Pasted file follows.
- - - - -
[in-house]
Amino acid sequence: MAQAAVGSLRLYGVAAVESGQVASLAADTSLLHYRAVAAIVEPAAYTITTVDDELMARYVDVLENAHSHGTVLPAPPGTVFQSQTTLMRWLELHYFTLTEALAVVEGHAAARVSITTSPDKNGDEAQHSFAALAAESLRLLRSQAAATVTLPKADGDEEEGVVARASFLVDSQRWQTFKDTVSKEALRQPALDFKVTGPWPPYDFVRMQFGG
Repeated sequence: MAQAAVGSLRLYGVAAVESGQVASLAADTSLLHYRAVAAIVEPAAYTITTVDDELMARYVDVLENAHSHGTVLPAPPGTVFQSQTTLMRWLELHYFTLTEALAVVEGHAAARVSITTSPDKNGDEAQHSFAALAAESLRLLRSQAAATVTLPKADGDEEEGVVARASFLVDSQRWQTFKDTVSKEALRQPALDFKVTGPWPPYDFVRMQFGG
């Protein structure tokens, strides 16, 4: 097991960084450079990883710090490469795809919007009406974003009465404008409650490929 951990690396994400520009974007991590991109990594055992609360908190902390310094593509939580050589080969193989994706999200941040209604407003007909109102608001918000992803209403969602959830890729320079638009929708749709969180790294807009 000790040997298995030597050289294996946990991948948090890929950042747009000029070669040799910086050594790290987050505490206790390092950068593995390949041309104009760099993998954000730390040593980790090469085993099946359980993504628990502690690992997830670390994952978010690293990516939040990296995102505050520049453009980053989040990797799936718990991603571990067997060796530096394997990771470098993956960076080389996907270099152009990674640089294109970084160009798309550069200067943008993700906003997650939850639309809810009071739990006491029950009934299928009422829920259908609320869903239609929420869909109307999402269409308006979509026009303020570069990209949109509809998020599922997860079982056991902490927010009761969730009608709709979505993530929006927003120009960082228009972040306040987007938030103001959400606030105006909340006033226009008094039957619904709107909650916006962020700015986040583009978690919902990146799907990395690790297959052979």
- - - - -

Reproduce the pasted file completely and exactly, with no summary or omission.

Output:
[in-house]
Amino acid sequence: MAQAAVGSLRLYGVAAVESGQVASLAADTSLLHYRAVAAIVEPAAYTITTVDDELMARYVDVLENAHSHGTVLPAPPGTVFQSQTTLMRWLELHYFTLTEALAVVEGHAAARVSITTSPDKNGDEAQHSFAALAAESLRLLRSQAAATVTLPKADGDEEEGVVARASFLVDSQRWQTFKDTVSKEALRQPALDFKVTGPWPPYDFVRMQFGG
Repeated sequence: MAQAAVGSLRLYGVAAVESGQVASLAADTSLLHYRAVAAIVEPAAYTITTVDDELMARYVDVLENAHSHGTVLPAPPGTVFQSQTTLMRWLELHYFTLTEALAVVEGHAAARVSITTSPDKNGDEAQHSFAALAAESLRLLRSQAAATVTLPKADGDEEEGVVARASFLVDSQRWQTFKDTVSKEALRQPALDFKVTGPWPPYDFVRMQFGG
């Protein structure tokens, strides 16, 4: 097991960084450079990883710090490469795809919007009406974003009465404008409650490929 951990690396994400520009974007991590991109990594055992609360908190902390310094593509939580050589080969193989994706999200941040209604407003007909109102608001918000992803209403969602959830890729320079638009929708749709969180790294807009 000790040997298995030597050289294996946990991948948090890929950042747009000029070669040799910086050594790290987050505490206790390092950068593995390949041309104009760099993998954000730390040593980790090469085993099946359980993504628990502690690992997830670390994952978010690293990516939040990296995102505050520049453009980053989040990797799936718990991603571990067997060796530096394997990771470098993956960076080389996907270099152009990674640089294109970084160009798309550069200067943008993700906003997650939850639309809810009071739990006491029950009934299928009422829920259908609320869903239609929420869909109307999402269409308006979509026009303020570069990209949109509809998020599922997860079982056991902490927010009761969730009608709709979505993530929006927003120009960082228009972040306040987007938030103001959400606030105006909340006033226009008094039957619904709107909650916006962020700015986040583009978690919902990146799907990395690790297959052979």